6. but 11 vs 45 can only be interpreted if we know how may PPG vs PGers there are. Anecdotally I do agree PGing is more dangerous (i.e. more chance of injury), but if we are looking just at fatalities and Strange Days figures are correct, it's the number of fliers thats important. For example if there are 4x as many PGers than PPGers, then the fatality rate is equal per year (ignoring flight frequency). Also you need to bear in mind that BHPAs reports seem to cover most of europe for PG whereas there's only one PPG fatality registered in there for europe - really would need the EHPU figures ? BHPA seem to cover europe IF the fatality was a BHPA member only ? There's a fair few variables there and it's possible to easily come out with the answer you want. But if we keep it simple and go with BHPA figures, without number of PGers vs PPGers we can't make sense of the 11 vs 45. And of course, in PPG there's a lot of pilots that are not members of BHPA - and either members of alternatives or have no affiliations. I think it'd be useful to know this sort of stuff, but just not sure the data is readily available to actually make sense of it. If you look at say, motorcycle fatalities - I'd imagine it's based on % motorcycles vs cars on roads, and fatalities per vehicle, and UK figures would be UK only. So - a like for like would be % PPG pilots flying in UK vs % PG pilots flying in UK (thought I think even that would be skewed since UK PGers regularly flight abroad whereas UK PPG pilots do not) but it would at least be a UK based fair compare ? ๐Ÿ˜• Looking at https://www.bhpa.co.uk/documents/safety/formal_investigations/ I make that 24 PG vs 11 PPG in UK since 2002. So - I don't know numbers, but if there are more than 2.2x the number of PG fliers in UK, PPG has more fatalities in UK per 100 people per year.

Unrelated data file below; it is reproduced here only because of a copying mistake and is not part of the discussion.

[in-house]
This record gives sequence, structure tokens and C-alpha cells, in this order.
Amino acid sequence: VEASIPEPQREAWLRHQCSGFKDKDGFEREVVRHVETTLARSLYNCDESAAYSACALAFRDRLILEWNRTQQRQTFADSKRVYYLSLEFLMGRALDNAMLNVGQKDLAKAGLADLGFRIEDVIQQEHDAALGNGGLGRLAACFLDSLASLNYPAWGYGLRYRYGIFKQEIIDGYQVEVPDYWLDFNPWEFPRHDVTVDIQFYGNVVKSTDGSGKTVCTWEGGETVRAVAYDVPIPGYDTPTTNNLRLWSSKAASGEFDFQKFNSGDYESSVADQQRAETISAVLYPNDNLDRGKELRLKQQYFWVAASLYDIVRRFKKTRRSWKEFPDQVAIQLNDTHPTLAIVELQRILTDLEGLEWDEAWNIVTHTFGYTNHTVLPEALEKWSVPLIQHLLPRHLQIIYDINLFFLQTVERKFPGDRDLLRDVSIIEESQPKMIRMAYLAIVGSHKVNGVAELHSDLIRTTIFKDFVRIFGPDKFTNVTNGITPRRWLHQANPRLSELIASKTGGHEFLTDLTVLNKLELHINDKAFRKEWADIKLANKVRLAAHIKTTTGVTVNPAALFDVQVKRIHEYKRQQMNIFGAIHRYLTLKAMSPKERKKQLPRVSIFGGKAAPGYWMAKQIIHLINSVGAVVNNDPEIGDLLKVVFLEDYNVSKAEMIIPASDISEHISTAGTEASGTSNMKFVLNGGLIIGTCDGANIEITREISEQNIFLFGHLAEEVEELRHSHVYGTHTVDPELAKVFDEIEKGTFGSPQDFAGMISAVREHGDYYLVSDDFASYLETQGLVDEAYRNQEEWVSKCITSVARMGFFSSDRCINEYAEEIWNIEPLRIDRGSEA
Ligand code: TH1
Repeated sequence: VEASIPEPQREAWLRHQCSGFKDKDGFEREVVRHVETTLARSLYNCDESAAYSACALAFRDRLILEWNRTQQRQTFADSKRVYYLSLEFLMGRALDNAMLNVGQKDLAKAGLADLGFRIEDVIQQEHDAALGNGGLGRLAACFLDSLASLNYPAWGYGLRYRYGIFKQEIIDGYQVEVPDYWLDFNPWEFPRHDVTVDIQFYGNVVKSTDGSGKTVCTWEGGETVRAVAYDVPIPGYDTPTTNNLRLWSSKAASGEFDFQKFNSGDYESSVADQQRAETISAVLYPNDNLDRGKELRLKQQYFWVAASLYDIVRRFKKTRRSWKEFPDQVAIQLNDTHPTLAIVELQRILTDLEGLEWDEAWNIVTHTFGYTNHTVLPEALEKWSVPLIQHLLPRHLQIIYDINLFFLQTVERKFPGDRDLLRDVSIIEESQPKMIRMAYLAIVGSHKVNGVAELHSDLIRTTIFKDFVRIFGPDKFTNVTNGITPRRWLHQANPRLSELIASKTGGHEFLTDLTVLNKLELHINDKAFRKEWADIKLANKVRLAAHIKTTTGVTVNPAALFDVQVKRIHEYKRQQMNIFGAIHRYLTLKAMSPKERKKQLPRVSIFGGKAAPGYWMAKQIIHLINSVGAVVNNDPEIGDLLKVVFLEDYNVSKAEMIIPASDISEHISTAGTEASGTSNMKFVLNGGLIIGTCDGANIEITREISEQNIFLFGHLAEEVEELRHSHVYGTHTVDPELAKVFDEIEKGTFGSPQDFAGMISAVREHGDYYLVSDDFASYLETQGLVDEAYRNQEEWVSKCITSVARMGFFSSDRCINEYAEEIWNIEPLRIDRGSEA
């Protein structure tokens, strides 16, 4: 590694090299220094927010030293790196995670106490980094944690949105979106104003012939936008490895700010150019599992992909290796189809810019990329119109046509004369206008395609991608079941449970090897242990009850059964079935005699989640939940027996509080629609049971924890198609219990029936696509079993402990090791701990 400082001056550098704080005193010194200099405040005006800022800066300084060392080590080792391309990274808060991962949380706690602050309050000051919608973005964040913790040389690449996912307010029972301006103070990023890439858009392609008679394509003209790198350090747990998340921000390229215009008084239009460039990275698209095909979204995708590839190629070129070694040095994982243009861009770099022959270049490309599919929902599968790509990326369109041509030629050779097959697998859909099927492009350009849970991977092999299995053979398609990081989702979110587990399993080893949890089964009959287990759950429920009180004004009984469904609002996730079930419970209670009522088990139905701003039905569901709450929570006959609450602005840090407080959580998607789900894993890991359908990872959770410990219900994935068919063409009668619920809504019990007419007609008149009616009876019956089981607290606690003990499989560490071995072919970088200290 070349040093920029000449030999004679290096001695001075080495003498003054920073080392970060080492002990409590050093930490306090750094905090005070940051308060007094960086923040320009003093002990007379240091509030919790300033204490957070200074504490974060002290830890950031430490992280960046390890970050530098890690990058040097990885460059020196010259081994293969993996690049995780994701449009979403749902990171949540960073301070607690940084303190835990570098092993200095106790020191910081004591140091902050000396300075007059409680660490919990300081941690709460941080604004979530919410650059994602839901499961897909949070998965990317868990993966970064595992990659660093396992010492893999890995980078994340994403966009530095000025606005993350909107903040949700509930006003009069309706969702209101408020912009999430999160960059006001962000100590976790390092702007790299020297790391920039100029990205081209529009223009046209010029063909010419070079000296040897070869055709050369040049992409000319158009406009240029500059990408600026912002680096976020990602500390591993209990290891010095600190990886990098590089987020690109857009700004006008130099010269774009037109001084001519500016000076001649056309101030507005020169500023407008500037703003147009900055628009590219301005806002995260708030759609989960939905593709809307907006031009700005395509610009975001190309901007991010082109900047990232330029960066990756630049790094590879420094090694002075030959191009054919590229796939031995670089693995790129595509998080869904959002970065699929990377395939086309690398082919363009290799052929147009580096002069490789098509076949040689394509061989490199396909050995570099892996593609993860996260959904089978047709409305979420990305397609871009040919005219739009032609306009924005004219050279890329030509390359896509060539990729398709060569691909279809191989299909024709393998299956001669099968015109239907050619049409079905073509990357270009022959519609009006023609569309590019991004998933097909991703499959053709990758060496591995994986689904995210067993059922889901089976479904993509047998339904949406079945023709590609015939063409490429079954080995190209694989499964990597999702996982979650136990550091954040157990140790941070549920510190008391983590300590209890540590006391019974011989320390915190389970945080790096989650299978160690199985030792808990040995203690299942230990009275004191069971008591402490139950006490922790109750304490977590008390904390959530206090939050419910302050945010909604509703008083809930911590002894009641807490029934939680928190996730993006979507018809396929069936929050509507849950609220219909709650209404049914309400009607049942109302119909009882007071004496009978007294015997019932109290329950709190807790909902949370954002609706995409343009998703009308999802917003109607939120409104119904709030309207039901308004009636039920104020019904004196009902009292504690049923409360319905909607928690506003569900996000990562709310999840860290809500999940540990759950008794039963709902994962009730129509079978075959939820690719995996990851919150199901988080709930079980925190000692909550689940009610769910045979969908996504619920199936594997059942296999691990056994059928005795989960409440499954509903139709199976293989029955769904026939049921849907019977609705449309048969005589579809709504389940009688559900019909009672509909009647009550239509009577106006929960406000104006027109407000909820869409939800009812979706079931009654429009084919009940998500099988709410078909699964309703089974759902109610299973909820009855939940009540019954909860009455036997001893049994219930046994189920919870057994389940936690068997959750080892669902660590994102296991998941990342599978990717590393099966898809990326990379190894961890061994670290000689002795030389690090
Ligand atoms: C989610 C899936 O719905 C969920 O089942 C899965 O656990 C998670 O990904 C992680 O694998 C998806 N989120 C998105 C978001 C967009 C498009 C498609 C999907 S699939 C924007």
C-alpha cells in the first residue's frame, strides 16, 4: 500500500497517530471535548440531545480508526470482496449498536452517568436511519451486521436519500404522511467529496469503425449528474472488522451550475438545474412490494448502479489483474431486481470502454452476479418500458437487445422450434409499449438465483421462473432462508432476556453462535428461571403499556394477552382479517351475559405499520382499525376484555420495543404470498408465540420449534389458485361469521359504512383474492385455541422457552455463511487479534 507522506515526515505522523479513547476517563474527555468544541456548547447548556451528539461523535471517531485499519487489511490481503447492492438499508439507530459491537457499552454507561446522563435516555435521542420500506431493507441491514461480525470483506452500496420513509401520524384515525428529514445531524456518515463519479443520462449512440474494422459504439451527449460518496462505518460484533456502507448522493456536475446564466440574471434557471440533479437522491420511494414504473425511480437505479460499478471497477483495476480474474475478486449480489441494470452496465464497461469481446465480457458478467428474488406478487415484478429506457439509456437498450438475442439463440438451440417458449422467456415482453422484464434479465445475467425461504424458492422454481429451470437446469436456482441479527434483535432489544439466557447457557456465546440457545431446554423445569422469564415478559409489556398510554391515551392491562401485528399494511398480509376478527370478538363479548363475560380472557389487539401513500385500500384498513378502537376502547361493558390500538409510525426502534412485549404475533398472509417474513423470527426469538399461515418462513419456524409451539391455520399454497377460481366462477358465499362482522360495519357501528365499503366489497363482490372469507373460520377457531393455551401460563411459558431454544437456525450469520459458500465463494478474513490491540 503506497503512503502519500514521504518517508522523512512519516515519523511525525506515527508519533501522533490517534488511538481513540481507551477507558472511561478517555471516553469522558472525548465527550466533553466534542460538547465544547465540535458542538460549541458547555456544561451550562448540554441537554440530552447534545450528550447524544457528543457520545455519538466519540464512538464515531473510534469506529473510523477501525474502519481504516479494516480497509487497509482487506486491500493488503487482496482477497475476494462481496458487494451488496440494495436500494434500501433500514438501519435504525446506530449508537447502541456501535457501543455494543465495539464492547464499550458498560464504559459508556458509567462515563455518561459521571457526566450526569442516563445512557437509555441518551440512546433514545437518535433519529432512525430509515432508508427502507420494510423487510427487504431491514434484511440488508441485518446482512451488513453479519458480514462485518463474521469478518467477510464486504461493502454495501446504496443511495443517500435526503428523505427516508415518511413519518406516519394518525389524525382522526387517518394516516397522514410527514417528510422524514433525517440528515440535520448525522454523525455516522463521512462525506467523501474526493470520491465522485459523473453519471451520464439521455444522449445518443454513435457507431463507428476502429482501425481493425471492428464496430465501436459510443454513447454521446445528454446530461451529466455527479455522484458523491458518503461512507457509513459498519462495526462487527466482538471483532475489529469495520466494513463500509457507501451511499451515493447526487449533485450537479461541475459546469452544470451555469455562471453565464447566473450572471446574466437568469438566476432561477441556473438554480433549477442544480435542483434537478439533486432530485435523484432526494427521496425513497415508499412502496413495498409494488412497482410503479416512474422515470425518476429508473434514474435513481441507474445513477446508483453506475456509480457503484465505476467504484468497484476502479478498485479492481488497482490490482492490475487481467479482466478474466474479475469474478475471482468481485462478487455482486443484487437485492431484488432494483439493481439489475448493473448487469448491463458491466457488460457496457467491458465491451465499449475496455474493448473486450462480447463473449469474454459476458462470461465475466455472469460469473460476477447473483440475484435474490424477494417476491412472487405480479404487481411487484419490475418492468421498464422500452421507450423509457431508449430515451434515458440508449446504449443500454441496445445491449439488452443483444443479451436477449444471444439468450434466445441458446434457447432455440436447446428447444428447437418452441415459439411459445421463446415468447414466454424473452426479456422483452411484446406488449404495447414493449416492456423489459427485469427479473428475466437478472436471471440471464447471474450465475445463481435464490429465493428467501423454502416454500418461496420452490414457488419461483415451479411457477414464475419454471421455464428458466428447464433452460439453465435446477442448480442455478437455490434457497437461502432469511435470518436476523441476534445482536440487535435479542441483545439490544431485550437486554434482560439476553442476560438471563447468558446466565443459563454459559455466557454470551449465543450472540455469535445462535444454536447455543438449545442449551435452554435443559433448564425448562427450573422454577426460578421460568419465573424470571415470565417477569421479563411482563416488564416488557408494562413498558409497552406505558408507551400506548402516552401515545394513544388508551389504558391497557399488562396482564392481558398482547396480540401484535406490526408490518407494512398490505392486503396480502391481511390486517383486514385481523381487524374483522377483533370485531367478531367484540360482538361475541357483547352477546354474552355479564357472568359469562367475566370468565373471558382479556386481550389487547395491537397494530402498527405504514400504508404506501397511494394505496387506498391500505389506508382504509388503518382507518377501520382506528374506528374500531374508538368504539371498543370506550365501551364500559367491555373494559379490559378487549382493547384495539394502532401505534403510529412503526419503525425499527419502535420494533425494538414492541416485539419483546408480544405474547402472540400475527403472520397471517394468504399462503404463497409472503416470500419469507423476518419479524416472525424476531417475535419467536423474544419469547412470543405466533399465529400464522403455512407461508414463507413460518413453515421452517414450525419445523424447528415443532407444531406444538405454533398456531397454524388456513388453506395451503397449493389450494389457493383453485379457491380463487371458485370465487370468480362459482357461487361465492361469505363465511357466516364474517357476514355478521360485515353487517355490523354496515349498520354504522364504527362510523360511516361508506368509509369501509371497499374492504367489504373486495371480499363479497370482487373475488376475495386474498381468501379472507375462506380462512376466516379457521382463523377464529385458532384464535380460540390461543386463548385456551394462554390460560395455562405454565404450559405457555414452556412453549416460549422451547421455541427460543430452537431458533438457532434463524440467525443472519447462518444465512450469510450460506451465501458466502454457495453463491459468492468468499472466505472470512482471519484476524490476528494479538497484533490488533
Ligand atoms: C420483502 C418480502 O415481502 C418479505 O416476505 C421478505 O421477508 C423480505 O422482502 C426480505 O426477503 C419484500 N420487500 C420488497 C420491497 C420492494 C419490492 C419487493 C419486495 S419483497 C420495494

7. active is the key - and frankly I've no idea. But I'd punt for something like 500 or so active ppg pilots in the UK or thereabouts (active = fly every month say). PG wise many will fly abroad, etc too - but it's probably order of magnitude higher ? 2-5000 ? fatality rate wise though we seem to average out to about 1 a year or so. Whereas PG can go years without one (though they arguably have more non fatal accidents). stu
  8. yup. I agree completely. I suppose same goes for most other sports. most of the risk is from the extremists. there's always the unexpected outliers of course - but it's a fair statement I think to say most of the deaths in UK have been around the stuff you've mentioned (worldwide I'd include drowning). Maybe it's just me, but even though I bumble around the sky like a Sunday driver, I kinda like the hard ass reputation of doing one of the most dangerous sports on earth.. so don't analyze it too deeply ๐Ÿ˜‰
  9. er.. happy new year. might not be the most pleasant thing to think about, but good article here or mortality rates vs base of commercial flying. they also have a sort of ' same as if yer age X' thing. paramotoring not there - only paragliding, but based on finger in the air death rate in UK I'd put us at somewhere around just over double paragliding over the past 10 years or so. or to put it another way - we are all like 110 year old in terms of probability of death within the next 1000 hours* so a bit above sky diving would be my guess.. so only about 5th most dangerous sport- so it's nice to know there's a career path.. though I reckon I might be too old to make it to Formula 1.** maybe makes u think - or at least internally justify when you do stupid sh1t :-0 https://chessintheair.com/the-risk-of-dying-doing-what-we-love/ * per hour though.. so unless you do 1000 hours a year of flying I reckon you are safe. **possibly skip the mountain climbing mince altogether tbh and go straight to BASE ๐Ÿ˜
  10. aye its looking good. I'm gonna have to get my FOURTH ACL knee reconstruction mid february (heavy landing at Ben Nevis in the rain back last summer) - so will be my last chance for a flight for 4-6 months I reckon before I'm fully 'bionic' again.. so might have to brave the fecking cold to be honest...maybe take a day off to get a few flights in. some of my nicest flights have been in winter (well in snow tbh.. so sign of that in suffolk), but it is a PITA wrapping up, keeping lipos down yer pants to keep em warm to start up.. more lipos for the heated gloves, yada yada.. still - one has to give it a punt. stu
  11. ha. well yes, that was the Christmas present
  12. had it for years - just first excuse to use it - and my green man invisible suit
  13. Got a new flying suit for Christmas... Happy New year. stu
ร—
ร—
  • Create New...